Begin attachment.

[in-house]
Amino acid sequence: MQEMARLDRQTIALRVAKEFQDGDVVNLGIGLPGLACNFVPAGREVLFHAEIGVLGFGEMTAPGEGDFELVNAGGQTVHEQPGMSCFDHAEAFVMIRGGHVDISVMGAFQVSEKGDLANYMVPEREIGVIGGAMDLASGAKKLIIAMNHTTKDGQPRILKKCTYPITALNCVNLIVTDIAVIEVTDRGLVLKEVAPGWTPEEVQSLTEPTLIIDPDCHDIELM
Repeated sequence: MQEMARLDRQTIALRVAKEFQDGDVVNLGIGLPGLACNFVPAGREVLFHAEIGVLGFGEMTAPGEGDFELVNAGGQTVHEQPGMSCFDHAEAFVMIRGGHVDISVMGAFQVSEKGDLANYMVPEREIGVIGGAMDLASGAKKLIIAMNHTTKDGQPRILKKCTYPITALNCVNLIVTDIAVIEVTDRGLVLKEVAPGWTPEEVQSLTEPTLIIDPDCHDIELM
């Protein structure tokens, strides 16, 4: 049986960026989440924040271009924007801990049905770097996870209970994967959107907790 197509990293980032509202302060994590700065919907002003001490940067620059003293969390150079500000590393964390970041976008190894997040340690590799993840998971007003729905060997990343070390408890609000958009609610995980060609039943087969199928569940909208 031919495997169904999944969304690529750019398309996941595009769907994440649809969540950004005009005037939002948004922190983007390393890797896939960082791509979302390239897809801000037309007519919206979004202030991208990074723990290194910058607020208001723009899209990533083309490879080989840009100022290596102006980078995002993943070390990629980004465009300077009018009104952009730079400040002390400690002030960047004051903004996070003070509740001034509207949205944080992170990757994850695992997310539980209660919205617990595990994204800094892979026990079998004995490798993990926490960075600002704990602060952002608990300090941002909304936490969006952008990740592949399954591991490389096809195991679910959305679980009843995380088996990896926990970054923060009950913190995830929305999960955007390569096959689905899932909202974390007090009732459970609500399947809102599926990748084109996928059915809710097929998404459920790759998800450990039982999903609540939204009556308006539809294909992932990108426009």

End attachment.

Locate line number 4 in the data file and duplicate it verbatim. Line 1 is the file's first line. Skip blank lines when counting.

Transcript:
């Protein structure tokens, strides 16, 4: 049986960026989440924040271009924007801990049905770097996870209970994967959107907790 197509990293980032509202302060994590700065919907002003001490940067620059003293969390150079500000590393964390970041976008190894997040340690590799993840998971007003729905060997990343070390408890609000958009609610995980060609039943087969199928569940909208 031919495997169904999944969304690529750019398309996941595009769907994440649809969540950004005009005037939002948004922190983007390393890797896939960082791509979302390239897809801000037309007519919206979004202030991208990074723990290194910058607020208001723009899209990533083309490879080989840009100022290596102006980078995002993943070390990629980004465009300077009018009104952009730079400040002390400690002030960047004051903004996070003070509740001034509207949205944080992170990757994850695992997310539980209660919205617990595990994204800094892979026990079998004995490798993990926490960075600002704990602060952002608990300090941002909304936490969006952008990740592949399954591991490389096809195991679910959305679980009843995380088996990896926990970054923060009950913190995830929305999960955007390569096959689905899932909202974390007090009732459970609500399947809102599926990748084109996928059915809710097929998404459920790759998800450990039982999903609540939204009556308006539809294909992932990108426009």